L.A. Mayor Announces Bike Summit

From the Mayor’s office:


Town Hall meeting is an opportunity for dialogue on enforcement, infrastructure, and related issues.

LOS ANGELES — Mayor Antonio R. Villaraigosa today announced that he will convene a Bike Summit from 9:00 — 11:00 a.m. on August 16, 2010 in the Board Room of the Metropolitan Transportation Authority, One Gateway Plaza, Los Angeles 90012. The Bike Summit will provide an opportunity for cyclists to talk directly with the Mayor and representatives of key departments and agencies about improving conditions for cycling in Los Angeles.

“Let’s get together and talk about what we need to do to make the streets safer for cyclists,” said Mayor Villaraigosa. “Whether you depend on your bike for commuting or just take it out for fun, I invite you to come to the Bike Summit to talk about your experiences and learn about what we’re doing in Los Angeles to make streets safer for everyone.”

Topics for discussion at the Summit include: the City’s draft Bicycle Plan which would build over 1600 miles of bikeways including 200 miles in the next five years; LAPD enforcement of laws governing safe driving and cycling; Metro’s effort to integrate cycling in the region’s rail and bus network; and other infrastructure and enforcement related topics.

Mayor Villaraigosa first announced his plans for the Bike Summit in July.

7 Responses to “L.A. Mayor Announces Bike Summit”

  • erin says:

    Dear Mayor Johnson:

    Borrow freely from this idea.

    Bike Riders in Sacramento

  • Mark says:

    Great idea! Just make sure it is balanced.

    I live in Marin County (arguably one of the most pro bike counties in the country), and while I see infractions by divers towards bicylists, I see as many (if not more) infractions by bike riders. Remember, bikes on the road must follow them same rules as car. That means stopping at stop signs/lights, stopping at occupied crosswalks, showing caution in changing lanes, riding single file on roads, etc.

  • Fergie348 says:

    @Mark – I too live in Marin county and ride my bike to work on a regular basis. Bikes are certainly not treated the same as cars along the routes I ride. I can think of at least 4 traffic signals with no bicycle controls, meaning that I cannot indicate to the sensor that I’m there and the light will not change for me. Large swaths of Marin county roads are pretty cycle unfriendly due to lack of shoulder, bad surfaces, irritated commuters in cars stuck in traffic, etc. If Marin, as you say, is one of the most pro bike counties in the country we have a whole lot farther to go in order to make transportation bicycling accessible to most.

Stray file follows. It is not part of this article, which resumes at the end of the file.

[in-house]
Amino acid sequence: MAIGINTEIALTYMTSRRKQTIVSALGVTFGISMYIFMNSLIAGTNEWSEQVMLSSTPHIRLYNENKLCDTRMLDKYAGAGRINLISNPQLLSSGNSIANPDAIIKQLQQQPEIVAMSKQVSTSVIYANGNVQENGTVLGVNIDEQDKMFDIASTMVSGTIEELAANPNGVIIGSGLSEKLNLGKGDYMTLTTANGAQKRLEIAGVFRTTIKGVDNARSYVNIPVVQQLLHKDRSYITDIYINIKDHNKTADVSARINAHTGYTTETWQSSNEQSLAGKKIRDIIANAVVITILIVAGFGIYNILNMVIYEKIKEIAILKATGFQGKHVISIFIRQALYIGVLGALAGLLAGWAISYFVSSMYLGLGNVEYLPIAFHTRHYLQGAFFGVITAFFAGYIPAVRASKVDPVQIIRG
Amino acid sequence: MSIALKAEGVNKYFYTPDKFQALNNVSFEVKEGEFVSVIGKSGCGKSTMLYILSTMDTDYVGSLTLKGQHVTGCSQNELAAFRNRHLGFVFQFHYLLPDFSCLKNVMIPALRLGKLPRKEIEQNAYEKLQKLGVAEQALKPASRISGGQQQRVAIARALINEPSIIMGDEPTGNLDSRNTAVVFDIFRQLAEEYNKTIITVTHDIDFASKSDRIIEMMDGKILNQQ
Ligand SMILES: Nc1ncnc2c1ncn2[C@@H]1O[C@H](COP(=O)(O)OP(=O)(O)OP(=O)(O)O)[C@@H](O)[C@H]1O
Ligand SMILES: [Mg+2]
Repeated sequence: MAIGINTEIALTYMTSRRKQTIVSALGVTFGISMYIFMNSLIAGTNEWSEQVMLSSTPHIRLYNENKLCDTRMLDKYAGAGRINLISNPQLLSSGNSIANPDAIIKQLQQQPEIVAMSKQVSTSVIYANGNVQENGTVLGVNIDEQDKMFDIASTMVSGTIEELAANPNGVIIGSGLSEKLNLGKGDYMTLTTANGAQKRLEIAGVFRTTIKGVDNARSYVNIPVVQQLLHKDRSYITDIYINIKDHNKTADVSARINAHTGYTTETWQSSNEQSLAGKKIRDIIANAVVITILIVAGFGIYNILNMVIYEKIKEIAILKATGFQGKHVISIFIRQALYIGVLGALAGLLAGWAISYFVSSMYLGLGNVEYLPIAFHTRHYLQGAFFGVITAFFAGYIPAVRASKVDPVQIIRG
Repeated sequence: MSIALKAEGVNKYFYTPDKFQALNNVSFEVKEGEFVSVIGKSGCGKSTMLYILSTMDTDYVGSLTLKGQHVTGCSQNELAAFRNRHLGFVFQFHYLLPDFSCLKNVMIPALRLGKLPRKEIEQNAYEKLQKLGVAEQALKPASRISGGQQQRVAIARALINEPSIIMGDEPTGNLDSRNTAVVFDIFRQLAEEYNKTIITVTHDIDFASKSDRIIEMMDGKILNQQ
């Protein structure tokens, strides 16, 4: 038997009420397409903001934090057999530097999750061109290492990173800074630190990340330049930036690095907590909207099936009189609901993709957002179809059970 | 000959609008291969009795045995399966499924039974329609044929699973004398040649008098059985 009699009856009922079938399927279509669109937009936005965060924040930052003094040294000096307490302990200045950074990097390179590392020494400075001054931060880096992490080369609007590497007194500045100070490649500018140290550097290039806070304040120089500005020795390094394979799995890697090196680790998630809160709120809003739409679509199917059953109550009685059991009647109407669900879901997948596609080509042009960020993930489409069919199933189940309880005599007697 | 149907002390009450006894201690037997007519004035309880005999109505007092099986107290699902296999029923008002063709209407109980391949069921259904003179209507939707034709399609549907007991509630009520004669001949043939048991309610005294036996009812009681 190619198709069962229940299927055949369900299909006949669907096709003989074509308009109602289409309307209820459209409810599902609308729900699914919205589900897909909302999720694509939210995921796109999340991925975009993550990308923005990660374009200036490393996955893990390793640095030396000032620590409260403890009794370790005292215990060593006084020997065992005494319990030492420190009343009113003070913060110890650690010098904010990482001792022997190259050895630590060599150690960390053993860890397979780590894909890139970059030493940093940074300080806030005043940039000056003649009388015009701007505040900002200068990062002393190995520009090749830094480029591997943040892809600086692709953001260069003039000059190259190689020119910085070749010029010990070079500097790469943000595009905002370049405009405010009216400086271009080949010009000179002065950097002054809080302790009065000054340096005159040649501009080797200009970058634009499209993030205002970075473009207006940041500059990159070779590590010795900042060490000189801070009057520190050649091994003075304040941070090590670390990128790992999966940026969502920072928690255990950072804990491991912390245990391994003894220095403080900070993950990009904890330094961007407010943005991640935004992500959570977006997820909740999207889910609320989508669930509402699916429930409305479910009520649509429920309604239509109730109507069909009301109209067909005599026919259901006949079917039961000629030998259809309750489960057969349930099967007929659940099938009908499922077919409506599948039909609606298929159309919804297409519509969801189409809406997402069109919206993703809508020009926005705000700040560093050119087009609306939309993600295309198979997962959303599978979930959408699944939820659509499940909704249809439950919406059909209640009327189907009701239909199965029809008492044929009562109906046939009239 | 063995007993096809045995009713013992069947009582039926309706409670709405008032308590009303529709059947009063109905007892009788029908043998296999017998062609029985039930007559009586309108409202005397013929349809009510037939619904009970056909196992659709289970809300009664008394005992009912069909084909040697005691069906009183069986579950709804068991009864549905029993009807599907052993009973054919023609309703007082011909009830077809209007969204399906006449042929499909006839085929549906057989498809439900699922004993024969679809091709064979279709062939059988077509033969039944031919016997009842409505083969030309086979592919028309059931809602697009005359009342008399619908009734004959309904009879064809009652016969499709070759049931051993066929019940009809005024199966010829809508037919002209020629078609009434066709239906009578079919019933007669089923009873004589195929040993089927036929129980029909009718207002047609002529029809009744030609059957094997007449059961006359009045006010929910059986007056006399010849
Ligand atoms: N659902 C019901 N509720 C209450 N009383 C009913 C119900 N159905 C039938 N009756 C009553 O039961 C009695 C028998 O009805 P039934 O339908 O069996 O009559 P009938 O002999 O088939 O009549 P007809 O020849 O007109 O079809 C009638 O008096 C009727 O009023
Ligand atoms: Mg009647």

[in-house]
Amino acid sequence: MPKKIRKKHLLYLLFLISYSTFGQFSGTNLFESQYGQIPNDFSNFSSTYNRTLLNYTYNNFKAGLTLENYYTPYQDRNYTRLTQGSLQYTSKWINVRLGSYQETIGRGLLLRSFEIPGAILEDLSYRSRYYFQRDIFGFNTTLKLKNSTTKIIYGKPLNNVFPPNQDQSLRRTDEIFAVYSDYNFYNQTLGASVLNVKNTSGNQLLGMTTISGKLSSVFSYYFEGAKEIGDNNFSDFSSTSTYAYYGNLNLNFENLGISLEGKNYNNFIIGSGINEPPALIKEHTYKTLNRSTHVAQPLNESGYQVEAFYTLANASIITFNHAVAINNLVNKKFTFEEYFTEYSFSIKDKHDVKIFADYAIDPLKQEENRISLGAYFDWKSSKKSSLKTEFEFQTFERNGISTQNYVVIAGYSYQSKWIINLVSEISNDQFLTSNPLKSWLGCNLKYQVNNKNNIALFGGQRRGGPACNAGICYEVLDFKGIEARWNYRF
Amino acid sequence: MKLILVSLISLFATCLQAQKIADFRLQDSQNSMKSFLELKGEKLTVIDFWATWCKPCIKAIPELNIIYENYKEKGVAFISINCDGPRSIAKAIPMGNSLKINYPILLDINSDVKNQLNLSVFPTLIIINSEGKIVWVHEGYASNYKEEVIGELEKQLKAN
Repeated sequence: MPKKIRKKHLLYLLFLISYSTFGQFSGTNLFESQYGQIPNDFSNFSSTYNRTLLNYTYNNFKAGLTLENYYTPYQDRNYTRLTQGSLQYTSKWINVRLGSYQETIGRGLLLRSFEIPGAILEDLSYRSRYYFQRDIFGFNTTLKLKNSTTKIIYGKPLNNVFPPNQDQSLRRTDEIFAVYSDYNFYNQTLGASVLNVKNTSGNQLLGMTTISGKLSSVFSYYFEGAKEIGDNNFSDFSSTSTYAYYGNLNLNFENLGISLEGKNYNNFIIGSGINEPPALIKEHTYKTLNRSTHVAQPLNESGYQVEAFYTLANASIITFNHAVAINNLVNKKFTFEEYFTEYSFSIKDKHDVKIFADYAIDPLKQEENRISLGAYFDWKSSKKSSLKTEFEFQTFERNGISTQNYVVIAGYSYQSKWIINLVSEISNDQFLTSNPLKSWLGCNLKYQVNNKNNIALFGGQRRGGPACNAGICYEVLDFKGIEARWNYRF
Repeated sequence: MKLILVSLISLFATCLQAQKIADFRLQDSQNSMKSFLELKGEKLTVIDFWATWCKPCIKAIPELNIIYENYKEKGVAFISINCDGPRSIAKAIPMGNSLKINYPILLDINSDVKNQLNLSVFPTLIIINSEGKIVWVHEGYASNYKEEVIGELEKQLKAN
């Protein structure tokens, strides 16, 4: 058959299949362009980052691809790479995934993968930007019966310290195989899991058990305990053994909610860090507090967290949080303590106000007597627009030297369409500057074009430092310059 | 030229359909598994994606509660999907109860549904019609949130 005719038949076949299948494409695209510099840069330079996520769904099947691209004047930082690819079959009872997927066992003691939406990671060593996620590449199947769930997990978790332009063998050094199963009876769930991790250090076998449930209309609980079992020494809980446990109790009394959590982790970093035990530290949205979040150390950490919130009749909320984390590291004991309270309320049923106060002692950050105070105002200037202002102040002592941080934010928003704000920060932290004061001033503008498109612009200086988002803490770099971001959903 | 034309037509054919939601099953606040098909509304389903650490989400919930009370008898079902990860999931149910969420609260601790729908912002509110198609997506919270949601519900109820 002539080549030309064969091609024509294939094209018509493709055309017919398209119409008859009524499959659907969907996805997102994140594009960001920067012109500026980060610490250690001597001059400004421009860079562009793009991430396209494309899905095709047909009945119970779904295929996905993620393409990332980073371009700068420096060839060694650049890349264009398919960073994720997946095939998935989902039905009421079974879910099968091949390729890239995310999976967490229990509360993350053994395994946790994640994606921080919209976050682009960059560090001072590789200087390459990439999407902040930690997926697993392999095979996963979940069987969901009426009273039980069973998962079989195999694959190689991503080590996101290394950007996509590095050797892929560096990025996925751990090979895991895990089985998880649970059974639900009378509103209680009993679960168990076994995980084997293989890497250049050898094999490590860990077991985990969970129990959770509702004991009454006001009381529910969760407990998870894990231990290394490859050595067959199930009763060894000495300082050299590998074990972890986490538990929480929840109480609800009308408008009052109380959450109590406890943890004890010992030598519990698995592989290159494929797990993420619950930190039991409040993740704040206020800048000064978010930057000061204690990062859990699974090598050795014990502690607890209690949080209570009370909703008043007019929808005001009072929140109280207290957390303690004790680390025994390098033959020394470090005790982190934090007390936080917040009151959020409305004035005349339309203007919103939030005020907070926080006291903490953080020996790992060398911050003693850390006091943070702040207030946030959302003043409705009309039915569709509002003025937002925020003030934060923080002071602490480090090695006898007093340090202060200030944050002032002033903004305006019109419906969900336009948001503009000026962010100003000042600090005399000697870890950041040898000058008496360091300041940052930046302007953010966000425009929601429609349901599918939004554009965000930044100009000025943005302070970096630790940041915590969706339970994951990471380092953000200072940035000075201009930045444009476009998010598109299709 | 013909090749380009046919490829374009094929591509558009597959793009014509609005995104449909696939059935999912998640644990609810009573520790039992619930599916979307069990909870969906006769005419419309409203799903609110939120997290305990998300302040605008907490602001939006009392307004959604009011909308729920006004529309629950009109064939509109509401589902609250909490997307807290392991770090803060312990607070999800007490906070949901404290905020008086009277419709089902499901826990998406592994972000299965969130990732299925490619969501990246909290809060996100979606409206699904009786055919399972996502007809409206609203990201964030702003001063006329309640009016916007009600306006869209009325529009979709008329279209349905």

Rules are important, but they must make sense in order to be followed. I personally prefer the Idaho ‘Stop as Yield’ law instead of a blind observance of stopsign rules, especially in areas with low to no pedestrian density as Marin county has. The bottom line for safety cannot be legislated, unfortunately. It is ‘Pay attention and respect others’. I wish we all would..

  • Fergie348 says:

    I wonder if there’s secure bike parking at the MTA in LA? Hmm..

  • John says:

    The MTA building in downtown LA is right next to Union Station, which has bike lockers and bike racks. Bike lockers have to be rented ahead of time, though. Contact the LA County Bicycle Coalition (LACBC) for info on reservations for bike lockers.

  • David says:

    I love Ecovelo, but please be careful about what you press releases you pass along from the Mayor Los Angeles. Anyone that knows him, knows that his new-found support of bicycles and bicycling issues must be taken with more than a grain of salt. Something isn’t adding up here. There are a lot of questions to be answered about his “accident”. Like how could his security detail not have had any information about the cab driver that allegedly caused the accident? Is the LAPD that inept? I don”t think so. I know Ecovelo isn’t meant to be a journalistic force, but please be careful about what information you represent on this blog. I love what you do on this blog. Please stick to that.

  • Alan says:


    Hi David,

    The accident and follow-up statements from the mayor’s office were widely covered in the mainstream press, including the NYT, so the information was already widely available. Regarding the summit, I’m not sure a 2-hour meeting on a Monday morning qualifies as a “summit”, but I still think it’s worthwhile in that it provides an opportunity for bicyclists to voice their concerns while they have the attention of the mayor and the press.


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